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Brian Kotowski 1 year, 7 months ago

Melanie - you might want to look at the here & now. Over 400 murders in NYC last year and more than 500 in Chicago despite "the strictest gun-control regulations in the country." Somehow, I'll wager the victims of that violence don't share your unicorn & gumdrop vision of capitulation and defenselessness.

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Melanie Turek 1 year, 7 months ago

Brian, NY state has one of the lowest rates of gun deaths in the country--fewer than 5 per 100,000 in 2008, according to data from the CDC. Of course, 400 in NYC sounds like a lot, until you remember there are 8.5 million people living there.

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Brian Kotowski 1 year, 7 months ago

Correlation=causality in your book, evidently. Gun control=less crime. Unicorns & gumdrops. You should look into CompStat & the "broken windows" policies pursued by NYC under Giuliani and continued after his departure. More cops allowed to implement aggressive policing is responsible for the crime reductions in NYC - even Giuliani's critics concede the point. & Giuliani was happy to credit Dinkins for laying the groundwork by finding more $ for the NYPD.

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Melanie Turek 1 year, 7 months ago

Brian, you're the one who brought up the numbers, which I then put into context. Your point was that, despite its strict gun-control laws, NYC is extremely violent. The facts show the opposite. If you don't think gun laws have anything to do with gun violence, fine--next time, don't make that connection. Furthermore, you started your previous post with "you might want to look at the here & now." Giuliani hasn't been mayor for 12 years. In 1998 (under Giuliani) there were 40,000 cops in the city; today (under Bloomberg--a clear gun-control advocate), there are a little more than 35,000. And yet 2012 saw the lowest homicide rate in history...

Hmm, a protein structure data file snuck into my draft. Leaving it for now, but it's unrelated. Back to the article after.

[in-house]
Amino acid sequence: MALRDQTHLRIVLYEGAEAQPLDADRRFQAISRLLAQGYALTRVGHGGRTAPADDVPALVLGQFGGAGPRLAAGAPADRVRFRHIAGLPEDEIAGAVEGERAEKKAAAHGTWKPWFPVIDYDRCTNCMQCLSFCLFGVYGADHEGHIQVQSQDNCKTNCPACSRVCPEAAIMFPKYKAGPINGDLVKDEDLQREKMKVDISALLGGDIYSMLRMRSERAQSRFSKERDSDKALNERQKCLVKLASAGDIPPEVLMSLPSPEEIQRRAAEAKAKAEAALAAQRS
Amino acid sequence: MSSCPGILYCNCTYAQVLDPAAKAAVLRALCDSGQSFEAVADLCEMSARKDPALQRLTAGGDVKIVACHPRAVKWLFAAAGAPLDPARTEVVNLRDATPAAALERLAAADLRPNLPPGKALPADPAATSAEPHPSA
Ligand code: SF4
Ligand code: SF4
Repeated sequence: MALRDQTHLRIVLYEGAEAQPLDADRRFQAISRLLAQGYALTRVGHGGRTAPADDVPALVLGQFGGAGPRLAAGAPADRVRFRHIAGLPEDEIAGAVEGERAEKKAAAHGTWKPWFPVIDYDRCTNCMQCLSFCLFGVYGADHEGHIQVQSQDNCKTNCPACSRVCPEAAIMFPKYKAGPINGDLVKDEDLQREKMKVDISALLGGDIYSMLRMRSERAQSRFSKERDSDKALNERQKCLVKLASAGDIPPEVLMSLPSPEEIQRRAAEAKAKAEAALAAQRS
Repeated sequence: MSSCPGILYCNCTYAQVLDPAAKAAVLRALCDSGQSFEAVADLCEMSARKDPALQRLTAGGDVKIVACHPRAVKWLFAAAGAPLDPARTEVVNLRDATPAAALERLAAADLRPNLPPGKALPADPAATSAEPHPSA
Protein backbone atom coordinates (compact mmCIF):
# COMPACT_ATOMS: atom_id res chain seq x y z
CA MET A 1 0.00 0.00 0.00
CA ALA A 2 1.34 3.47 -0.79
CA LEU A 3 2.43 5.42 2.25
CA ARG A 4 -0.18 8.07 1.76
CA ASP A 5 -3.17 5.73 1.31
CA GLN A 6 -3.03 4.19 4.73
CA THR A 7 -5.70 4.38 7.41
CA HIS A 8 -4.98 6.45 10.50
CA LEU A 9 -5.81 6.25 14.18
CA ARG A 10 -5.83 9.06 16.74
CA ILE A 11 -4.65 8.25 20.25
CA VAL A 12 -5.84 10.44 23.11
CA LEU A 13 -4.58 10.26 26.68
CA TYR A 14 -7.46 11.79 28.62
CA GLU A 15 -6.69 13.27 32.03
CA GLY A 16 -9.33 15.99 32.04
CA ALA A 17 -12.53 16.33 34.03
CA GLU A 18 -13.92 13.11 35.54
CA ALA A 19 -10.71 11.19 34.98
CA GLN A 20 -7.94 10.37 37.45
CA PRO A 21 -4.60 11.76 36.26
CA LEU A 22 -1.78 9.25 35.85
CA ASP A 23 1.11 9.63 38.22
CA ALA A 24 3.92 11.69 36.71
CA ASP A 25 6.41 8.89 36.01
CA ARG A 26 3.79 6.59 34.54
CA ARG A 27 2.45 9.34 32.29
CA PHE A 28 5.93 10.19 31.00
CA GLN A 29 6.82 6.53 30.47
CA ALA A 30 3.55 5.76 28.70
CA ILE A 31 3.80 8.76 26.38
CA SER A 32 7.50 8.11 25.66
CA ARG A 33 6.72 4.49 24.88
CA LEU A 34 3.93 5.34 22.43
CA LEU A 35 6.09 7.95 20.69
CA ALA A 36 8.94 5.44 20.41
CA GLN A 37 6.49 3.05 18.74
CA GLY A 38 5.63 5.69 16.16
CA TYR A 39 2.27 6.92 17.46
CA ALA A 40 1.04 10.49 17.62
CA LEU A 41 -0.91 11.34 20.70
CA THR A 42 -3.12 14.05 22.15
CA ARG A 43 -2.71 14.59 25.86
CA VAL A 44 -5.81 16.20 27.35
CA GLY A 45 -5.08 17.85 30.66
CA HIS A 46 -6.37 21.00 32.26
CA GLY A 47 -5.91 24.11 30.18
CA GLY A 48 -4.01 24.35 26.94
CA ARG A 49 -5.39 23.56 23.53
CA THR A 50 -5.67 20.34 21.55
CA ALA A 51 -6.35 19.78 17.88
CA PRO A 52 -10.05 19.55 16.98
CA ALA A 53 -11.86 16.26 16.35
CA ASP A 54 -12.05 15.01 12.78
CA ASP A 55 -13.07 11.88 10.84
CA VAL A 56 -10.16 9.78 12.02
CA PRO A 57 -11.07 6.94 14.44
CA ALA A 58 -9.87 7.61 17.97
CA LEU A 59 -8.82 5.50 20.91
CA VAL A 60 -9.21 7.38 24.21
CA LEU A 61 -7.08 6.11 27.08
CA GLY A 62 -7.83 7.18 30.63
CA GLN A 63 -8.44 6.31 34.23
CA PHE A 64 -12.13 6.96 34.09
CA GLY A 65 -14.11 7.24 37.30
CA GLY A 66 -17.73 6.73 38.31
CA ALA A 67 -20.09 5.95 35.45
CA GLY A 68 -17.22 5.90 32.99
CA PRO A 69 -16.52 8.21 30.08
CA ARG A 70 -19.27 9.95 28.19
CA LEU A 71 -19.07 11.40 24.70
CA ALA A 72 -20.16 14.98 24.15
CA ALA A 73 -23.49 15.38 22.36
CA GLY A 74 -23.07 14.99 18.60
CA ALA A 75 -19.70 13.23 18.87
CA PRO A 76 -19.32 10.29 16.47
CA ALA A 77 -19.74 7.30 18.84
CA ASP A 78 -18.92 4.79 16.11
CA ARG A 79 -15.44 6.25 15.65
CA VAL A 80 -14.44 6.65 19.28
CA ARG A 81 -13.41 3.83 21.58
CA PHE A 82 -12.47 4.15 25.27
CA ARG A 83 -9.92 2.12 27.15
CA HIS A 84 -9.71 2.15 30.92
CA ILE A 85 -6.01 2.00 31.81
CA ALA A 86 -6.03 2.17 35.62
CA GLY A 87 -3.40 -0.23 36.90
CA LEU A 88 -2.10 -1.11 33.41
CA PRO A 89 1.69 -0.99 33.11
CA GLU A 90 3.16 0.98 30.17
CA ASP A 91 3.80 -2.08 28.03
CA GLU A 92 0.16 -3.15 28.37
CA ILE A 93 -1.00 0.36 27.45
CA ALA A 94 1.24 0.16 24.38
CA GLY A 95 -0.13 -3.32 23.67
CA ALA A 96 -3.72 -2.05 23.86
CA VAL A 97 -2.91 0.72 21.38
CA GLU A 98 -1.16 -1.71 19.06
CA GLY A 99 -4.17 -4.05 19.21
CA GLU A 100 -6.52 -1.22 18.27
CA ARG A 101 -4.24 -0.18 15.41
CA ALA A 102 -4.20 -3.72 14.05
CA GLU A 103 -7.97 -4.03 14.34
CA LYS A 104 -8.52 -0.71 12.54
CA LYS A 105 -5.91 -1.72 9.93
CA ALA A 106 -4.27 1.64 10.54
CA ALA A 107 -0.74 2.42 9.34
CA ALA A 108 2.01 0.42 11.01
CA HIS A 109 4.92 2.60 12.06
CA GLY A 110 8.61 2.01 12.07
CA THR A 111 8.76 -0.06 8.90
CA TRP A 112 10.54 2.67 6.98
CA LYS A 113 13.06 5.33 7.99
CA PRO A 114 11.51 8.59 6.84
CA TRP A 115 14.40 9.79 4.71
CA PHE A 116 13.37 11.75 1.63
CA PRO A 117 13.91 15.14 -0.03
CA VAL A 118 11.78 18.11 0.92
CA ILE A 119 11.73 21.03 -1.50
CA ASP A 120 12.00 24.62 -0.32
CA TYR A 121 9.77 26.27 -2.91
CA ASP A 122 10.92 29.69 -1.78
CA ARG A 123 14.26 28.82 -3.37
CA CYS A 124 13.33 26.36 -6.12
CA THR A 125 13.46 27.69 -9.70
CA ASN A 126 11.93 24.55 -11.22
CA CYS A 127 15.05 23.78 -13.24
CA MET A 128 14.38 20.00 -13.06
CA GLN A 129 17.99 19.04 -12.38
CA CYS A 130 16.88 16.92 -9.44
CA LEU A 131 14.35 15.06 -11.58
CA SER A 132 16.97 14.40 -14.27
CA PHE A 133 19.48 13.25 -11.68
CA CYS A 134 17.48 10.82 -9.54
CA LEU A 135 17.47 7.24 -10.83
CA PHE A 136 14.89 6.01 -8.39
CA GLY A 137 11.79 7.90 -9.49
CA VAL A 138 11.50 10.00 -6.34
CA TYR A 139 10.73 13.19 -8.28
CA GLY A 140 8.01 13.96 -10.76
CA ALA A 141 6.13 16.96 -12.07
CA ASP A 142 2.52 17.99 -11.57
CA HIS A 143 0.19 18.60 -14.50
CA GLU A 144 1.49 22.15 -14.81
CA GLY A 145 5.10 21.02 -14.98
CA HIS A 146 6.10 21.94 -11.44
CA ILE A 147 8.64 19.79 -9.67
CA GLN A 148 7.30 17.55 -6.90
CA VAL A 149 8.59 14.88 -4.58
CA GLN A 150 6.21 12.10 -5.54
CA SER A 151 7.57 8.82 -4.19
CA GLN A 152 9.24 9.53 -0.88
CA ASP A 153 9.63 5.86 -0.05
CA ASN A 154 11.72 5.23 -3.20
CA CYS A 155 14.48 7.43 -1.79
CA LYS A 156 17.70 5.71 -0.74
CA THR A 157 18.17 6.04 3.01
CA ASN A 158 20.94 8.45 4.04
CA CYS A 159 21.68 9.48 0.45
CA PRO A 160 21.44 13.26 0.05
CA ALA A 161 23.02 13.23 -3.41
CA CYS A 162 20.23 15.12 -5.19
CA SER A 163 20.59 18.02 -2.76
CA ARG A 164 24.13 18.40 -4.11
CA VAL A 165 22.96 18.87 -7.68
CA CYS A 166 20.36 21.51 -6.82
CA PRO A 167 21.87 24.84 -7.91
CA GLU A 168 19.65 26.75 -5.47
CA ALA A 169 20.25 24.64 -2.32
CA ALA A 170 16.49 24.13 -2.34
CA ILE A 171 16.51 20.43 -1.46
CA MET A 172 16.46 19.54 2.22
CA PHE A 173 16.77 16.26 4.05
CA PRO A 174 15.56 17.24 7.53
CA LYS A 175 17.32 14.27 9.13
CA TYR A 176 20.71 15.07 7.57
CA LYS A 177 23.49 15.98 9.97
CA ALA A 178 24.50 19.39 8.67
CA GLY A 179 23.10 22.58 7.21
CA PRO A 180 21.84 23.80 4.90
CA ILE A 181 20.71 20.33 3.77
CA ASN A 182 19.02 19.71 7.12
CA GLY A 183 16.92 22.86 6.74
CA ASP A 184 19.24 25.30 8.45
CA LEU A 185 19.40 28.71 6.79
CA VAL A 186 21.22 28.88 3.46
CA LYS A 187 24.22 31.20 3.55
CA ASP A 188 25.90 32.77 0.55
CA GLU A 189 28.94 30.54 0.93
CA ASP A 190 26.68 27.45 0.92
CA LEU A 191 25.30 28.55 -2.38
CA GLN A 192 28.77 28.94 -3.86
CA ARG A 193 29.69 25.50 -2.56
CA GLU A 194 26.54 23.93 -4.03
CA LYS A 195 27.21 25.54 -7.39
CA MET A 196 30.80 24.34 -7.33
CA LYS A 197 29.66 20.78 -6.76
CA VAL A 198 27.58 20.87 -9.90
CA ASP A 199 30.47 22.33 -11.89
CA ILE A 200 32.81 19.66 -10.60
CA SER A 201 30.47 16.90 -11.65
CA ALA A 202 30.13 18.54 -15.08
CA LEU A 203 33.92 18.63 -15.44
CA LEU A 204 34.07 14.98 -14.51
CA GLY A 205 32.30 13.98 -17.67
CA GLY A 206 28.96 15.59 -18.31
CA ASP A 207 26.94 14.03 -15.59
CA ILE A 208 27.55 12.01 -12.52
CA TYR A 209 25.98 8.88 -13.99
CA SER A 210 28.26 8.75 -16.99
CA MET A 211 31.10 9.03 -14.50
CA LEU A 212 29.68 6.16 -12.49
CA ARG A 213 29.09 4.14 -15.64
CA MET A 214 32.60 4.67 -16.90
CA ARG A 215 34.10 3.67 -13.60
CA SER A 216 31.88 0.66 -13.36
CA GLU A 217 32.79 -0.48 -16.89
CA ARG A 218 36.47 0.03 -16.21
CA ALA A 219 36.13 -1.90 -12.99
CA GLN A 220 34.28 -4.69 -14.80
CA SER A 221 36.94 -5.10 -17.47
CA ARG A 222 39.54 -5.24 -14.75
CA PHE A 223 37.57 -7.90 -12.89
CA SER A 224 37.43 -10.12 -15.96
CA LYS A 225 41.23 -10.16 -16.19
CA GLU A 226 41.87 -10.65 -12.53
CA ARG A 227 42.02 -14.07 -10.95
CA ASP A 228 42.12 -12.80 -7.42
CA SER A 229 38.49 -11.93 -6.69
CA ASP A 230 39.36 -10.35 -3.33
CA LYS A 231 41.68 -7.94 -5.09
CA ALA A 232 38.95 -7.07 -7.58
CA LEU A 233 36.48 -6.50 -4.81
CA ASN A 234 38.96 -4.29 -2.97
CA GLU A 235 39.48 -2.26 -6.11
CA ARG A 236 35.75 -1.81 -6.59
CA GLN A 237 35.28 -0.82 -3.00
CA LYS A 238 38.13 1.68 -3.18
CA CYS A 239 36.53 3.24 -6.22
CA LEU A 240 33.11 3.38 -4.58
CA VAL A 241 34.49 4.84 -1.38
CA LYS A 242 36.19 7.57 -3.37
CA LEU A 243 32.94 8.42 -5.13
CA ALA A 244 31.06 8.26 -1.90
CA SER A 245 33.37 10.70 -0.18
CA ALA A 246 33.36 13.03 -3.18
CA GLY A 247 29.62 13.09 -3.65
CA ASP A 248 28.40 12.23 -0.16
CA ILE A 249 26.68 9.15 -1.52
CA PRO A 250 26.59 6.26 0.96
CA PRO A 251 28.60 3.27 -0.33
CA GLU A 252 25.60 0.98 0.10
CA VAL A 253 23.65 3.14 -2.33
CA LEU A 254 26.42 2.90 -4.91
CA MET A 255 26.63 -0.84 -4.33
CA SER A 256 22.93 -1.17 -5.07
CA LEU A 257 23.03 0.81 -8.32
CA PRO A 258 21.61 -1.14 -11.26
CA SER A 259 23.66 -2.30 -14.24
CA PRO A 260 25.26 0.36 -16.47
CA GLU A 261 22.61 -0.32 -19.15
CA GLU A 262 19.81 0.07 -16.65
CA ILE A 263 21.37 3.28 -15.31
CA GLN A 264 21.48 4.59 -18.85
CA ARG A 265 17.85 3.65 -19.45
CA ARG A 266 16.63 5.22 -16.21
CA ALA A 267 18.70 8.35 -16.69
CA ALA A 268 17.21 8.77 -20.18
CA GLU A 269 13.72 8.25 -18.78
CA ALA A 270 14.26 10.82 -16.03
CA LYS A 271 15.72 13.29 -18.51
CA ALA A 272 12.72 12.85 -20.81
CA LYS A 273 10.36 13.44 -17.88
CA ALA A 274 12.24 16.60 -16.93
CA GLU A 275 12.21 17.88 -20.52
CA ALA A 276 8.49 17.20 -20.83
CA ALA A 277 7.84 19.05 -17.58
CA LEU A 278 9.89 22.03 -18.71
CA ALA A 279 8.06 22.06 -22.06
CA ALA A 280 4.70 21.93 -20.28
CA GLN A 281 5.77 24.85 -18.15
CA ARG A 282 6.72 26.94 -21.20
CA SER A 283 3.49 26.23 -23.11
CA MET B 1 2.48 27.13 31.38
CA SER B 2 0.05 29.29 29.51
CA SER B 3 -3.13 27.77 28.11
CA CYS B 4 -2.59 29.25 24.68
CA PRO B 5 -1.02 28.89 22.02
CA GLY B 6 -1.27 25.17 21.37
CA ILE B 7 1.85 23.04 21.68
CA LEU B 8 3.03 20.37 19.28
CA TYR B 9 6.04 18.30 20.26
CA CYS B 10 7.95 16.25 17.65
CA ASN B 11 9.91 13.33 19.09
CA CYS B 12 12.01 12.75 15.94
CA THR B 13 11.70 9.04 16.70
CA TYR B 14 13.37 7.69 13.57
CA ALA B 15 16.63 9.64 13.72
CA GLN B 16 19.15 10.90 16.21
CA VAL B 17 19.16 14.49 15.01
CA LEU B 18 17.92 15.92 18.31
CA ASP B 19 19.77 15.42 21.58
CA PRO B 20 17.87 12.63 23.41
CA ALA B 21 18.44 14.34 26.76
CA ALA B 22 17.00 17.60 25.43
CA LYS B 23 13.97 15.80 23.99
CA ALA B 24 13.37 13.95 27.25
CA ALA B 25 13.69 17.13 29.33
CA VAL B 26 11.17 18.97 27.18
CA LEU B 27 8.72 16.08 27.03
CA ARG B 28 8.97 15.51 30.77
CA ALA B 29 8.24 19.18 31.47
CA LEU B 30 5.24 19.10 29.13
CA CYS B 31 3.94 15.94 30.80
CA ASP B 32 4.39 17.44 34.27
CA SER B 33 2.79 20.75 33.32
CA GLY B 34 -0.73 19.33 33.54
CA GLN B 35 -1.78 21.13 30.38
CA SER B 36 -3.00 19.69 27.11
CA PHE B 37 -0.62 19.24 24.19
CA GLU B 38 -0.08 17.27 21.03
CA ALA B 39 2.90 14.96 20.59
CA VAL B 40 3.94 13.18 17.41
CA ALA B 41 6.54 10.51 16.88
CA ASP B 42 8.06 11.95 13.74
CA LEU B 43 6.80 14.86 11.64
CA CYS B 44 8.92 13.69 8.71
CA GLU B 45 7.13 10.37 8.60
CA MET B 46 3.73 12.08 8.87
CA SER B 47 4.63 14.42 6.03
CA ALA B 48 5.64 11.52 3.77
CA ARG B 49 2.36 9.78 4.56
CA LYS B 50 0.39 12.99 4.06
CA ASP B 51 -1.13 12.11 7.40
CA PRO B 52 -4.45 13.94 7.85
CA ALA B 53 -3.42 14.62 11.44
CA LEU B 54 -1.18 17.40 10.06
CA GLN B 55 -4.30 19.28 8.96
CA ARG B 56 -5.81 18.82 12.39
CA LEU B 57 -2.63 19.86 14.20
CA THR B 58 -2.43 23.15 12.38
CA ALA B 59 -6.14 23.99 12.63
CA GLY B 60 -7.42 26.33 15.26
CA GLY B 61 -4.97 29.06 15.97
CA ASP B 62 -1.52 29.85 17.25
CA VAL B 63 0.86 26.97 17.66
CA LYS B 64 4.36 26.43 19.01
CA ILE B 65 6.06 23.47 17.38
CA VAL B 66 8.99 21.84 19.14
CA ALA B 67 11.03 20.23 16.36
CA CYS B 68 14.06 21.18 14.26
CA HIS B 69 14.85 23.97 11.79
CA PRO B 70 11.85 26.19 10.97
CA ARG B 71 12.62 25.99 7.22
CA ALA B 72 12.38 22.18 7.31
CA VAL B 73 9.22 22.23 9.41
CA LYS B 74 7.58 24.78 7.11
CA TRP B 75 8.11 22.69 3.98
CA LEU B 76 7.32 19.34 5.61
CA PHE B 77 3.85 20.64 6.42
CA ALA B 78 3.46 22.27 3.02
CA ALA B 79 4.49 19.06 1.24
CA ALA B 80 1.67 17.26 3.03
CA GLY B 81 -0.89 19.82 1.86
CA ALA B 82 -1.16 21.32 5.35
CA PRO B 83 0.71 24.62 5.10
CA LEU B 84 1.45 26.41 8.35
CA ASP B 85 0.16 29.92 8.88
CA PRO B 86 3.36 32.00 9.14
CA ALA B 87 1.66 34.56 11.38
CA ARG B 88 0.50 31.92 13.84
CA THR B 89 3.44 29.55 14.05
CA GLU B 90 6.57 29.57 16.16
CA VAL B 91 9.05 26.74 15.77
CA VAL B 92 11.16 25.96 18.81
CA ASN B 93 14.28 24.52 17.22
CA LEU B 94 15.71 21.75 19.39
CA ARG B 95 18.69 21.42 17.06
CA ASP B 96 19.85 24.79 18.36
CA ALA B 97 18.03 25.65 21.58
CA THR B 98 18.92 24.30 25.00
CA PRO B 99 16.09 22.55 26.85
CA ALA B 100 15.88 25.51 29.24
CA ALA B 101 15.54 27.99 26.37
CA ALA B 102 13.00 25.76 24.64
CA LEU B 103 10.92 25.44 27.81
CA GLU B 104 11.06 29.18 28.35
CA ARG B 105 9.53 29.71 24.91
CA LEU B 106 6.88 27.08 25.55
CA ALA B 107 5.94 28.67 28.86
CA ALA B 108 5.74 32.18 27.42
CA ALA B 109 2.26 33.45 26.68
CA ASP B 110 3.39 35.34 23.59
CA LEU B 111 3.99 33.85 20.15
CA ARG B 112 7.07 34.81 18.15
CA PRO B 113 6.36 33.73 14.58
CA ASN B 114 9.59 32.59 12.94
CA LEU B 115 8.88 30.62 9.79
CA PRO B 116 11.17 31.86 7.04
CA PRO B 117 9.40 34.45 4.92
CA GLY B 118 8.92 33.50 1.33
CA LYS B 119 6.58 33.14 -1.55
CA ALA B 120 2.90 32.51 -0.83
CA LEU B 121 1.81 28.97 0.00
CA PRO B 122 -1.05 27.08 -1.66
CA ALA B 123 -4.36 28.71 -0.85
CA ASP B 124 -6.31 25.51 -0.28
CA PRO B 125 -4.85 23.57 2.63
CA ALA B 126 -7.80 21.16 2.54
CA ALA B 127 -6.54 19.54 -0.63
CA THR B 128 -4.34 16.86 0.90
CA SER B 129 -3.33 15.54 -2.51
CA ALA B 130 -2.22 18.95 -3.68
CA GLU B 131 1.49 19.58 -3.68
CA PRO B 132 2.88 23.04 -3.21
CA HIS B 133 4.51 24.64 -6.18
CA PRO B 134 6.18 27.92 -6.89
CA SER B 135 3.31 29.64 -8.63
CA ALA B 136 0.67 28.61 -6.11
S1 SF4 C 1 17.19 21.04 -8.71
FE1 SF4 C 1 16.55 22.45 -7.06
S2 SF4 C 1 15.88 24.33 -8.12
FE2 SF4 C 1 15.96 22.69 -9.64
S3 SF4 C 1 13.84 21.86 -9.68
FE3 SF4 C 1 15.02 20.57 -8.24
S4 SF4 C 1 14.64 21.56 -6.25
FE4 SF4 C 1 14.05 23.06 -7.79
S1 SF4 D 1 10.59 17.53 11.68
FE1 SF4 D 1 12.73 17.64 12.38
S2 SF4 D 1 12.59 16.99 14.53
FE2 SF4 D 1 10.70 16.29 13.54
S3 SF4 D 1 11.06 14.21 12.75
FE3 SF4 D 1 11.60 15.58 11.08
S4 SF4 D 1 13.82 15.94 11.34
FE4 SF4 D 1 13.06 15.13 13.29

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Brian Kotowski 1 year, 7 months ago

The most drastic violent crime reductions took place on Giuliani's watch. Due largely to the 7,000 cops he added to the force and giving the local commanders the authority they needed to do their jobs. Bloomberg has allowed that authority & decision making to remain in their respective precincts. He's been able to continue the trend by continuing the policies he inherited.

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Melanie Turek 1 year, 7 months ago

OK... so, by that logic, the answer to reducing violent crime is more authoritative policing, stop-and-frisk policies, and so on. You may well be right... so, why does John Fielding need an assault rifle in such a well-policed city?

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Robert Dippold 1 year, 6 months ago

Melanie, I really enjoyed the way you laid out your facts and communicated so unemotionally. It was a pleasure to read.

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mark hartless 1 year, 7 months ago

Why does anyone need beer, or pizza, or football, or ice cream, or a Ferrari, or fireworks, or electric hair dryers? Hell, I could even argue that, unlike guns, these things are not even specified in the Constitution.

If we're gonna start cutting stuff based on things that you don't "need" which can harm you then we're on quite a slippery slope, Melanie.

The reality is that's EXACTLY what the Leftist Elite will do. Go check out the UN list of all things "unsustainable". Do you realize Skiing is on that list? Just keep right on Quacking about getting rid of things based on "need" and see what you're left with.

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Brian Kotowski 1 year, 7 months ago

Melanie

It's instructive that you've posed such a one sided question, and don't wonder why the police need assault weapons in such a well policed city where guns are effectively banned. If gun control were effective, NYC's murder rate would be well below that per capita number you appear to be so pleased with. The NYC murder rate was one of the worst in the nation during the 80s & early 90's despite some of the most stringent gun control legislation in the country. Policing & enforcement, not gun control, is what precipitated the decline in those numbers. All gun control accomplished was to make it more difficult for the law abiding to protect themselves.